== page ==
A 36-year-old Gardiner woman was bitten in the face by a dog Tuesday morning as she was getting into the dog owner’s car, police said.

Gardiner police Chief James Toman said the woman was taken to MaineGeneral Medical Center in Augusta by Gardiner Ambulance.

“We haven’t had a chance to talk with the victim, so the case is open and ongoing,” Toman said. “From what I was told, the victim was going to require surgery.”

He did not identify the victim or the dog’s owner and said the incident remained under investigation Tuesday afternoon.

Toman said Officer Marcus Niedner responded to the 8:45 a.m. call at a private residence on Clinton Street in Gardiner.

“The victim and the dog were familiar with one another,” Toman said. “There was nothing random about this. The dog owner went to the victim’s residence to give the victim a ride somewhere.”

For some reason, he said, the dog seemed to become protective of the car and bit the woman.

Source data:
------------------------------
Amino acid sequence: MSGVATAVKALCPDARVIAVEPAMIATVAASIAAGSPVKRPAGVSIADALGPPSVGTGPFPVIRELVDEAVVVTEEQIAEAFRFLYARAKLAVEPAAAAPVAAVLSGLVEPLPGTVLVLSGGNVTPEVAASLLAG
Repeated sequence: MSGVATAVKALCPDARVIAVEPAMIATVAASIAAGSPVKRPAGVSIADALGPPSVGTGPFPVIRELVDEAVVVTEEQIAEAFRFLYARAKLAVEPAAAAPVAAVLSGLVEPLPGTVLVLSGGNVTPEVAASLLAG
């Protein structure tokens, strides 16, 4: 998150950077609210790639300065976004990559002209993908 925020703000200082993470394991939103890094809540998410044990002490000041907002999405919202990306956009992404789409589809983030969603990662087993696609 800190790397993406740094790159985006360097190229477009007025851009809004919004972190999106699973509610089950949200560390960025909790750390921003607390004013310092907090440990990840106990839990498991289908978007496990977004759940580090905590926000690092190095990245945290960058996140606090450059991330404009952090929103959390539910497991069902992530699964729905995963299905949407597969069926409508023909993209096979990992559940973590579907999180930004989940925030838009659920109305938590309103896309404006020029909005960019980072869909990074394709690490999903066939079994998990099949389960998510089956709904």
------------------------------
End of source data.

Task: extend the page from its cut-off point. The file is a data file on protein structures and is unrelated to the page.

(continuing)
Toman said police had not gotten an update on the victim’s status, but the 5-year-old mixed-breed dog immediately was turned over to police by the owner and taken to the Kennebec Valley Humane Society shelter in Augusta for quarantine. He said it appeared that there have been no other complaints involving the animal.

“The dog never got loose; it was never roaming,” Toman said.

Gardiner elected officials recently revised the city’s ordinance governing “dog control provisions” and now has a citywide leash law. Dogs may be off-leash on the property of their owner or the property of someone who has given permission for the dog to be off-leash. This comes in the wake of several complaints about dogs running loose that have attacked other dogs, and an incident in July in which a woman was attacked and injured by two dogs that were not under leash control in the Arcade parking lot behind Water Street.

Also, Rep. Matt Pouliot, R-Augusta, has announced a plan to submit a bill for consideration in the next legislative session to increase penalties against dog owners whose dogs attack people.

Under state law, it is illegal for dogs to be at large, unless they are hunting. The law defines “at large” as being “off the premises of the owner and not under the control of any person whose personal presence and attention would reasonably control the conduct of the animal.”

Betty Adams — 621-5631

[email protected]

Twitter: @betadams

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